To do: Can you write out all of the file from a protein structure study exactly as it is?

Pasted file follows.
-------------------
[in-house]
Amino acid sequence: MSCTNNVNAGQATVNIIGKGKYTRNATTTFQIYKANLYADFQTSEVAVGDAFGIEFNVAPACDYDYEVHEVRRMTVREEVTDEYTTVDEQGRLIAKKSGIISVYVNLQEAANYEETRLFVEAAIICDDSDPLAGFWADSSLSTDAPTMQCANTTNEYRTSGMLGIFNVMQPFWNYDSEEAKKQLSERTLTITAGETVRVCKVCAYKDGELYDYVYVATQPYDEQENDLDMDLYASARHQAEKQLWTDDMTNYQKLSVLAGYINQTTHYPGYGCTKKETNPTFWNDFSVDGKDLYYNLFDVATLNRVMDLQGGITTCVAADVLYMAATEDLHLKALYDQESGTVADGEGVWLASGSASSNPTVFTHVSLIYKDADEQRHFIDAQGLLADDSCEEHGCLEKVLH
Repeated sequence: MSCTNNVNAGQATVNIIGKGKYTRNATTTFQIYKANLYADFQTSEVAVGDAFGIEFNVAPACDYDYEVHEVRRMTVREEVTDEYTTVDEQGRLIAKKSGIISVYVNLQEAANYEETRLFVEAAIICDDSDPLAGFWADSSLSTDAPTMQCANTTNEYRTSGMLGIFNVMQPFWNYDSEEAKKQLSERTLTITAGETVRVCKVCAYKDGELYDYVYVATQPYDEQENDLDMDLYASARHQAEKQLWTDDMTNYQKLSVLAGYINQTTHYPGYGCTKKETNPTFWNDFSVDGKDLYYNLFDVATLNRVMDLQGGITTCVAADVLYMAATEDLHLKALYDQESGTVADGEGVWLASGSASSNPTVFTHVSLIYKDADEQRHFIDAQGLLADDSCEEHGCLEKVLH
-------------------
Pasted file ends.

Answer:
[in-house]
Amino acid sequence: MSCTNNVNAGQATVNIIGKGKYTRNATTTFQIYKANLYADFQTSEVAVGDAFGIEFNVAPACDYDYEVHEVRRMTVREEVTDEYTTVDEQGRLIAKKSGIISVYVNLQEAANYEETRLFVEAAIICDDSDPLAGFWADSSLSTDAPTMQCANTTNEYRTSGMLGIFNVMQPFWNYDSEEAKKQLSERTLTITAGETVRVCKVCAYKDGELYDYVYVATQPYDEQENDLDMDLYASARHQAEKQLWTDDMTNYQKLSVLAGYINQTTHYPGYGCTKKETNPTFWNDFSVDGKDLYYNLFDVATLNRVMDLQGGITTCVAADVLYMAATEDLHLKALYDQESGTVADGEGVWLASGSASSNPTVFTHVSLIYKDADEQRHFIDAQGLLADDSCEEHGCLEKVLH
Repeated sequence: MSCTNNVNAGQATVNIIGKGKYTRNATTTFQIYKANLYADFQTSEVAVGDAFGIEFNVAPACDYDYEVHEVRRMTVREEVTDEYTTVDEQGRLIAKKSGIISVYVNLQEAANYEETRLFVEAAIICDDSDPLAGFWADSSLSTDAPTMQCANTTNEYRTSGMLGIFNVMQPFWNYDSEEAKKQLSERTLTITAGETVRVCKVCAYKDGELYDYVYVATQPYDEQENDLDMDLYASARHQAEKQLWTDDMTNYQKLSVLAGYINQTTHYPGYGCTKKETNPTFWNDFSVDGKDLYYNLFDVATLNRVMDLQGGITTCVAADVLYMAATEDLHLKALYDQESGTVADGEGVWLASGSASSNPTVFTHVSLIYKDADEQRHFIDAQGLLADDSCEEHGCLEKVLH